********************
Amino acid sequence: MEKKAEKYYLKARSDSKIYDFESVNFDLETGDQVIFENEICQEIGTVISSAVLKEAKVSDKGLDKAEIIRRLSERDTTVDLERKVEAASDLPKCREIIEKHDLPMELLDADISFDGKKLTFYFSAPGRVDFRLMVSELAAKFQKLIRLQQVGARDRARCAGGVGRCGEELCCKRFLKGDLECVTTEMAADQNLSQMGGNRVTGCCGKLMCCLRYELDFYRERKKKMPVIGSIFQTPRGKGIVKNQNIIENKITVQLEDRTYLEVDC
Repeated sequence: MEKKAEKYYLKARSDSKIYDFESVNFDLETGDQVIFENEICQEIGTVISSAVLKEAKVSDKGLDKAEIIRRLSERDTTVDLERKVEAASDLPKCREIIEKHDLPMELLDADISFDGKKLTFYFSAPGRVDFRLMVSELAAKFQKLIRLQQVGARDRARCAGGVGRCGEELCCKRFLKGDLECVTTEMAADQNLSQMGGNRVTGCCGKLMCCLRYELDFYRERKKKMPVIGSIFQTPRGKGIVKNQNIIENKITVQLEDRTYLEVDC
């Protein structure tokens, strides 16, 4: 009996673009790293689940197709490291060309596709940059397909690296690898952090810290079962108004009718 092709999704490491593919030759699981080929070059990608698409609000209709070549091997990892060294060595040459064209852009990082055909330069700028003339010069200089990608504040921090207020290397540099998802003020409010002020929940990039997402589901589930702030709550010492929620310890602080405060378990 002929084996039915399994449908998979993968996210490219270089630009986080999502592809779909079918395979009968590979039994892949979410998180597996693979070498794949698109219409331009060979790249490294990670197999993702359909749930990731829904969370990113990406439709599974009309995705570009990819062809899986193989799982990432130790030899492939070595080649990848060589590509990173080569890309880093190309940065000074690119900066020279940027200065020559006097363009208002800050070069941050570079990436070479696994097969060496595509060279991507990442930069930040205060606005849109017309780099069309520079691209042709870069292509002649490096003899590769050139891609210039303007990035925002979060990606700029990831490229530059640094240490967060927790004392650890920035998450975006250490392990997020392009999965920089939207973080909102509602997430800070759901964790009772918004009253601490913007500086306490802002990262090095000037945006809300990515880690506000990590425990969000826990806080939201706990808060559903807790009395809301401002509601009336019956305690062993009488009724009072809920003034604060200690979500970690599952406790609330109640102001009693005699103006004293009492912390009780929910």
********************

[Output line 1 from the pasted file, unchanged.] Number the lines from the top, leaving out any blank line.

Amino acid sequence: MEKKAEKYYLKARSDSKIYDFESVNFDLETGDQVIFENEICQEIGTVISSAVLKEAKVSDKGLDKAEIIRRLSERDTTVDLERKVEAASDLPKCREIIEKHDLPMELLDADISFDGKKLTFYFSAPGRVDFRLMVSELAAKFQKLIRLQQVGARDRARCAGGVGRCGEELCCKRFLKGDLECVTTEMAADQNLSQMGGNRVTGCCGKLMCCLRYELDFYRERKKKMPVIGSIFQTPRGKGIVKNQNIIENKITVQLEDRTYLEVDC